A sad accident occurred at Rushden on Tuesday, at about 4.30p.m., when Irene Ada Nichols, the four-year and nine months old daughter of Mr. and Mrs. James Nichols, of 19, South-terrace, sustained such severe burns that she passed away about five hours afterwards. Her mother went out for about 15 minutes to do some shopping, and when she returned she found her child in flames. The little girl afterwards told her mother that she had been playing with some paper and the fire. There was a fireguard in front of the fire with another one (wire) between that one and the fire. The child had never been known to touch the fire before.
was held on Wednesday afternoon, before the Coroner (Mr. J. C. Parker) at the Unicorn Inn.
Mr. Meller was chosen foreman of the jury.
The mother identified the body as that of her child, and said: My daughter was four years and nine months old. I went out about 4.30 on Tuesday afternoon to do some shopping, and returned at 4.45. I left three children in the house, Doris, four years and nine months, and the others two years old and eight months respectively. I left them downstairs in the living-room, no one else being in the house. There was a fire in the grate but not a big one. This was guarded by a high fire-guard with perpendicular bars. The grate is about eighteen inches from the guard. When I returned at 4.45 I heard the child scream. I ran down to the door as quickly as I could, and when I opened it smoke poured out into my face. The child was making a groaning noise. I took her out into the yard. Two men came up and one of them put the flames out and cut her clothes off her. I sent for the doctor about five o’clock, and afterwards called in Mrs. Hodby. I found a piece of scorched paper in the grate. It was about 12 inches long, and was partly burned. She was dressed in woollen things mostly, but had flannelette underclothing. They were all burnt to bits, and the dress was also burnt, but not so much as the underclothing. I have never left the children alone before. They have never offered to touch the fire before. I generally leave the children with Mrs. Hodby, but she was not at home yesterday.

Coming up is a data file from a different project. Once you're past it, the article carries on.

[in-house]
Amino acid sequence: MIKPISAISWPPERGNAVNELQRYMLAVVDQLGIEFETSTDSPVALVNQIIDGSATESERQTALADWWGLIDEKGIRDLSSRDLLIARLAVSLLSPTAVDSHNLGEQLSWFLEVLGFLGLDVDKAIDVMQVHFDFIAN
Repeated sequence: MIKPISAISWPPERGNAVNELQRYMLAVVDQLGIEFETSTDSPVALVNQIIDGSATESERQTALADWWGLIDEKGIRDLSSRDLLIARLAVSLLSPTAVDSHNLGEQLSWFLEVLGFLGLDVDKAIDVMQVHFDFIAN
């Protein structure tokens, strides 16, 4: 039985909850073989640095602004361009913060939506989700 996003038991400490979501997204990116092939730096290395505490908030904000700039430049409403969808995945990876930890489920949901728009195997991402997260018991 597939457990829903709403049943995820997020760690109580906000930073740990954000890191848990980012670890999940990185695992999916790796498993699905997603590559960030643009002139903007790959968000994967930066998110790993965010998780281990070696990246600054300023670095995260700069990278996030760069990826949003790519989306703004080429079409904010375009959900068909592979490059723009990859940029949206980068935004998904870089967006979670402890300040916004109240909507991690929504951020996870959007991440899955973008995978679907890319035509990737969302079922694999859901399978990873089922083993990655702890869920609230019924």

In reply to a question, Mrs. Nichols said she went out to get something for her husband’s tea.
A juryman: How far did you go?
Mrs. Nichols: I only went as far as Ward’s corner.
In reply to other questions, witness said there was a fender inside the grate. The child must have put the paper in the fire and pulled it out alight. There was no paper about except a bill, which was about a foot long.
Mrs. Hodby, living next door to deceased’s parents, said: I look after Mrs. Nichols’s children when she goes out. She does not often go out, but if she does she always asks me to go and mind her children. I was out yesterday afternoon. She looks after her children very well, and does not neglect them at all. Mrs. Nichols has a wire guard as well as an iron guard.
Mrs. Nichols corroborated, and said she never removed them except to clean the grate.
Dr. Owen said: I was called at about 4.45 on Tuesday night, just after I had had my tea. I went at once, and found the child wrapped up in a blanket by the fire. All the clothes had been taken off her. The burns were very extensive on the face, arms, body, and legs down to the knees. The burns were on the front of the body. They were very serious burns, and the child had no chance of recovering. I got her to bed at about six. I called again at about nine o’clock, when she was very much worse. Death was due to burns. Mrs. Nichols looks after her children well, and is an excellent mother.
The Coroner said that the fire was protected by two guards, so that there was no complaint on that score. He had been told that she was an excellent mother, and the doctor had given her a splendid character.
The jury returned a verdict “Death from burns accidentally received.”